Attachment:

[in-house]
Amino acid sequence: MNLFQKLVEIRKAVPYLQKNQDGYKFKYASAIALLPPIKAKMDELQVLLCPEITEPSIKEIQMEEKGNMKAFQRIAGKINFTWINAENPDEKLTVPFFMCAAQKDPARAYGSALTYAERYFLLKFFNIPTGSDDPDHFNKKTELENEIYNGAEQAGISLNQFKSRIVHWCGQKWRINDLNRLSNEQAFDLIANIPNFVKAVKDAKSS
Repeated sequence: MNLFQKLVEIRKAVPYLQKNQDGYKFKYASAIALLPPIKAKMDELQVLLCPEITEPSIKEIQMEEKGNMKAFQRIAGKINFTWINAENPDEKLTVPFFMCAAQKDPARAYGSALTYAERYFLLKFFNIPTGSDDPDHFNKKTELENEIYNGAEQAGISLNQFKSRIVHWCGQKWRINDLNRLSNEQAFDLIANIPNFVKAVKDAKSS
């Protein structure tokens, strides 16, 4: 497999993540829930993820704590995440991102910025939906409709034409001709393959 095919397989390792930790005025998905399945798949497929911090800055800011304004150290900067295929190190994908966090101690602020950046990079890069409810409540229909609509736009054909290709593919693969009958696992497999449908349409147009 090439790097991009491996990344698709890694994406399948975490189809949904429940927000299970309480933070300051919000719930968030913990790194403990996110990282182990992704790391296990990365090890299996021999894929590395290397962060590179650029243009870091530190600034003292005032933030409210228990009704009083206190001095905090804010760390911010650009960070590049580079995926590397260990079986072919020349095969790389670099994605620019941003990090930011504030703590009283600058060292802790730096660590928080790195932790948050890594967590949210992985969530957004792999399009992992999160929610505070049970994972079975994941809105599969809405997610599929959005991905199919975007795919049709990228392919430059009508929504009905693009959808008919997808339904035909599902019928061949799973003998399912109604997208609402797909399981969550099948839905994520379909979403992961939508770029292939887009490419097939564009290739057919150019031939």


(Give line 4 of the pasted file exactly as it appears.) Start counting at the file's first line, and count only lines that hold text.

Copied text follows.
């Protein structure tokens, strides 16, 4: 497999993540829930993820704590995440991102910025939906409709034409001709393959 095919397989390792930790005025998905399945798949497929911090800055800011304004150290900067295929190190994908966090101690602020950046990079890069409810409540229909609509736009054909290709593919693969009958696992497999449908349409147009 090439790097991009491996990344698709890694994406399948975490189809949904429940927000299970309480933070300051919000719930968030913990790194403990996110990282182990992704790391296990990365090890299996021999894929590395290397962060590179650029243009870091530190600034003292005032933030409210228990009704009083206190001095905090804010760390911010650009960070590049580079995926590397260990079986072919020349095969790389670099994605620019941003990090930011504030703590009283600058060292802790730096660590928080790195932790948050890594967590949210992985969530957004792999399009992992999160929610505070049970994972079975994941809105599969809405997610599929959005991905199919975007795919049709990228392919430059009508929504009905693009959808008919997808339904035909599902019928061949799973003998399912109604997208609402797909399981969550099948839905994520379909979403992961939508770029292939887009490419097939564009290739057919150019031939």